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words and phrases…

17 Sep

…that I am tired of hearing people say:

1. “That’s gonna look pimp as hell.” Unless it’s going to look greasy and disgusting and abusive and oppressive, it’s probably not going to look “pimp.” Pimps are people who manipulate, abuse, and terrorize women and then take their money. They are not cool, smart, good looking, bomb, or any other positive identifiers. Please don’t use “pimp” as a word that expresses anything positive.

2. “Calculus raped me.” Nope. No it didn’t. Seriously though, calculus did not sexually abuse you, have sex with you against your will, steal your bodily autonomy, or generally disrupt your emotional and psychological health. It did not make you feel unsafe or targeted because of your gender, race, sexuality, etc. It was just difficult, and you need to get over it. Also, if someone asks or tells you not to  use “rape” in a casual context, you should probably just say okay and move on, instead of asking them questions like “have you been raped?” or “why not?” Those questions are just insensitive.

3. “What a bitch.” I really really really don’t like gendered insults, because they carry meanings which are inherently sexist and stereotypical. This word, in particular, is used by women, men, and others to put women “in their place.” Calling someone a bitch is an almost sure way to make them be quiet, passive, or otherwise unable to feel confident speaking up and out. “Bitch” is also used to degrade a man expressing feminine qualities. Both reasons for using “bitch” are sexist and I find the word highly offensive.

In other news, I taught someone that genderqueer people exist, and what it might mean for someone to be genderqueer.

Al Gore and the sexual assault accusations

20 Jul

See Jaclyn Friedman’s article here. My favorite quotes:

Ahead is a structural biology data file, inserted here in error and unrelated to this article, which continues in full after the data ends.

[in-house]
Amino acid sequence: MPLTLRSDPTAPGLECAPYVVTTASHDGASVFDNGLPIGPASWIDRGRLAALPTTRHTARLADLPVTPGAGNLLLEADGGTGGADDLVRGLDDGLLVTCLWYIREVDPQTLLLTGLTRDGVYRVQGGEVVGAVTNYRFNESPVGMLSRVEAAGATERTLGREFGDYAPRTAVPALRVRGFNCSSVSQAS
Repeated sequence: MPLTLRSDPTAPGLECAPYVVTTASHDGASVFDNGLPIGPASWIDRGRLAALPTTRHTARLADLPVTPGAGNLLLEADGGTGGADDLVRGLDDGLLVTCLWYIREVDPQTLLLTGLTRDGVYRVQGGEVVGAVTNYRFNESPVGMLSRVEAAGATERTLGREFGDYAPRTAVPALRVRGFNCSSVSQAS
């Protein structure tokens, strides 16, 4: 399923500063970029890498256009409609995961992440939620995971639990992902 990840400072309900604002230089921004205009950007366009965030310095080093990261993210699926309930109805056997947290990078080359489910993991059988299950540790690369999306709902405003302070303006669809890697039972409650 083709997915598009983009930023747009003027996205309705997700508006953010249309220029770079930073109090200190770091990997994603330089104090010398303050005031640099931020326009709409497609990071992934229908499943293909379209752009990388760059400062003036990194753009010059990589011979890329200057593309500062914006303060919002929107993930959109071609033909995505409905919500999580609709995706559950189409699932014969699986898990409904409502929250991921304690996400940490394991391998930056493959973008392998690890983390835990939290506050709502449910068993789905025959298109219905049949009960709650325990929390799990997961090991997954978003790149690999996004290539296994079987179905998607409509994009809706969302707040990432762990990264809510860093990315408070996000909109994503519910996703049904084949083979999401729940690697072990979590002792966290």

“The truth is, there are hundreds of filthy rich, incredibly famous men, and only a small handful of them have been accused of sexual assault. If inventing a rape accusation were a great way to make money, it would be a lot more popular.”

“Authorities didn’t take the charges seriously? Not surprising: if law enforcement took sexual assault allegations seriously, there wouldn’t be tens (if not hundreds) of thousands of rape kits languishing untested in police labs across the country. No wonder 60 percent of sexual assaults go unreported.”

” Sexual assault is scary. We want to think it could never happen to us or to anyone we love—or committed by anyone we respect. We want it to be easy to stay safe. We want to avoid thinking about our own vulnerability so much that we weave a web of soothing fiction: she wanted it, what did she expect in her line of work, she’s obviously just after his money. And, of course: he’s a really good guy. He would never do something like that.”

AND the clincher:

“What’s more, our fierce attachment to the idea of the obvious monster has the exact opposite of the intended effect: it puts all of us in great danger. Every time we indulge it, we give cover to the actual sexual predators among us: we discourage victims from reporting because we’ve already told them we won’t believe them, and, when charges do get filed, we’ve already encouraged the police, prosecutors, judges and juries to make like we do and find whatever reasons they can to dismiss, diminish and deny justice. All of which means that these guys—these nice-seeming guys in your community—are free to attack again and again. Which, research shows, they do.”